A graduate of the University of Nebraska where she earned a bachelor’s degree in communication disorders, Younes was already working in the field when she began the MCD program. For four years, she worked at The Joshua School in Denver—a non-profit committed to serving individuals with autism spectrum disorders and other developmental disabilities.   

I decided to attend USC for their reputation in academic excellence and promise to develop students to become successful professionals.

-Christine Younes, MCD Student

“Throughout my time at The Joshua School, I was able to collaborate and work on a team of remarkable and committed professionals in the fields of applied behavior analysis, occupational therapy, special education, and speech therapy,” says Younes. “The entire Joshua School community focuses on valuing each unique mind, body, and spirit by leaving egos at the door, meeting each child where they are, and dreaming big; these foundational beliefs have shaped my passion to work with others in order to best help others.”

Younes has applied this perspective to her MCD coursework and clinical rotations, leading to her success in both areas of her program. Her current external practicum placement, with Children’s Hospital Colorado, helped refine her interests within the COMD field.

“The Children’s Hospital of Colorado team of speech-language pathologists instilled in me a passion for augmentive and alternative communication that I hope to share with patients, families, and coworkers I work with in the future,” says Younes. “I have had the opportunity to meet many incredible speech-language pathologists here and now am eager to learn from their team as I finish my graduate degree.”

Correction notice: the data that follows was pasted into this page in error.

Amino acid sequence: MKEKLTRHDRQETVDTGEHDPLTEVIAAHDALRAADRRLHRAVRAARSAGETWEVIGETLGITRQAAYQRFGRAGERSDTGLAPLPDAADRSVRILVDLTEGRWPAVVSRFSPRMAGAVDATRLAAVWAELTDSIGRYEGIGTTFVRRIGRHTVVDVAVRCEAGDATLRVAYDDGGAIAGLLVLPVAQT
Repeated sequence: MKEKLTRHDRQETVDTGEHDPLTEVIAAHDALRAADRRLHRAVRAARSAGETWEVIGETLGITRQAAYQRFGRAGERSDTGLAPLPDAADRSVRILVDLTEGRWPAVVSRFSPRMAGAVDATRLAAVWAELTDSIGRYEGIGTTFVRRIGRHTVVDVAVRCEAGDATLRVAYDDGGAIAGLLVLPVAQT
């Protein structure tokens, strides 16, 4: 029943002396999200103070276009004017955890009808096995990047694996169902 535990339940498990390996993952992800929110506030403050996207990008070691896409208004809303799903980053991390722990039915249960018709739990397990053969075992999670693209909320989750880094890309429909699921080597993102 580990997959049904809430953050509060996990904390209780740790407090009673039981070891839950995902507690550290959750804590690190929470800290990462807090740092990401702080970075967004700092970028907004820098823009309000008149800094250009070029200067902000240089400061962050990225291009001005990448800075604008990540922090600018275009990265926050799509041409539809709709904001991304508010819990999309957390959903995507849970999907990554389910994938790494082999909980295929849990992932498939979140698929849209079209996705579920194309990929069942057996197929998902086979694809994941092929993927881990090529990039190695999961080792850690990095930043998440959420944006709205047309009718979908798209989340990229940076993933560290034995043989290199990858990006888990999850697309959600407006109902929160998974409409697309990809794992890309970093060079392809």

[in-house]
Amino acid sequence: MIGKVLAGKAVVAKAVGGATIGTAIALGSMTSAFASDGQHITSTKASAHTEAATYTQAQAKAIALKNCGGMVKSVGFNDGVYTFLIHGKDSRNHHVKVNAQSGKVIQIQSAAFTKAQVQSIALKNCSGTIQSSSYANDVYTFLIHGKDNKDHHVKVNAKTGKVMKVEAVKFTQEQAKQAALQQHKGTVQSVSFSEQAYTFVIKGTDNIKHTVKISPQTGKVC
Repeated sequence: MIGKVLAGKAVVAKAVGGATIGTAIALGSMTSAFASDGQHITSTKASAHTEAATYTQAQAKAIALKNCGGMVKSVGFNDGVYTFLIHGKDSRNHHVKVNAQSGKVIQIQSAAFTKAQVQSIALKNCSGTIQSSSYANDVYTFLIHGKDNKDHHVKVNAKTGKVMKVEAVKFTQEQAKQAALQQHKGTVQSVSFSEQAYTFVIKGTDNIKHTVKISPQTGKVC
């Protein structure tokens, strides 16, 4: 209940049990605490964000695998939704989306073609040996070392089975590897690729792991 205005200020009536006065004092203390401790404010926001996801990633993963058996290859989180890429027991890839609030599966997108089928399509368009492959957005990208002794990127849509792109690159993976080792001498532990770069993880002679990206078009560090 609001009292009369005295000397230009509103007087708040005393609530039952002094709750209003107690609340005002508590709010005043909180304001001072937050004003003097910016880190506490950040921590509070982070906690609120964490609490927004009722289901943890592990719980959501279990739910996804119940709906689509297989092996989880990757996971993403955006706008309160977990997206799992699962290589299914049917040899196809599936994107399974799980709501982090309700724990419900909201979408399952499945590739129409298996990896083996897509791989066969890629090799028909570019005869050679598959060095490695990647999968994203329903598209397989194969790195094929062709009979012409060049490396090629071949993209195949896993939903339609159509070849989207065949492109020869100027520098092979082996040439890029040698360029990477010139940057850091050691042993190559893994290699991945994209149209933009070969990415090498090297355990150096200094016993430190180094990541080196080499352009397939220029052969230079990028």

I plan to use my degree to advocate for individuals with developmental disabilities to ensure their voices are heard.

-Christine Younes, MCD Student

This team has inspired her so much, that she intends to adopt a similar focus for her career as a speech-language pathologist. “I plan to use my degree to advocate for individuals with developmental disabilities to ensure their voices are heard,” she says. “I believe that each person has a right to express his or her wants, needs, and ideas; whether that is through augmentative and alternative communication or natural speech. Ultimately, I hope to teach the power of communication.”

Throughout her MCD program, Younes has taken advantage of the education, clinical opportunities, and mentorship that came her way. “Ms. Dianne Dixon listened to all my crazy ideas about what I wanted to do and where I wanted to go in my career,” Younes says of one such mentor. “Her honesty when presented with these ideas was always appreciated and now here I am three years later achieving many of those ideas and more!”

With a flexible, reputable program like the MCD degree, Younes believes there’s no reason not to pursue your dreams. “Leave your ego at the door and go for it!” she counsels. “The countless things one learns through selflessly helping others are priceless.”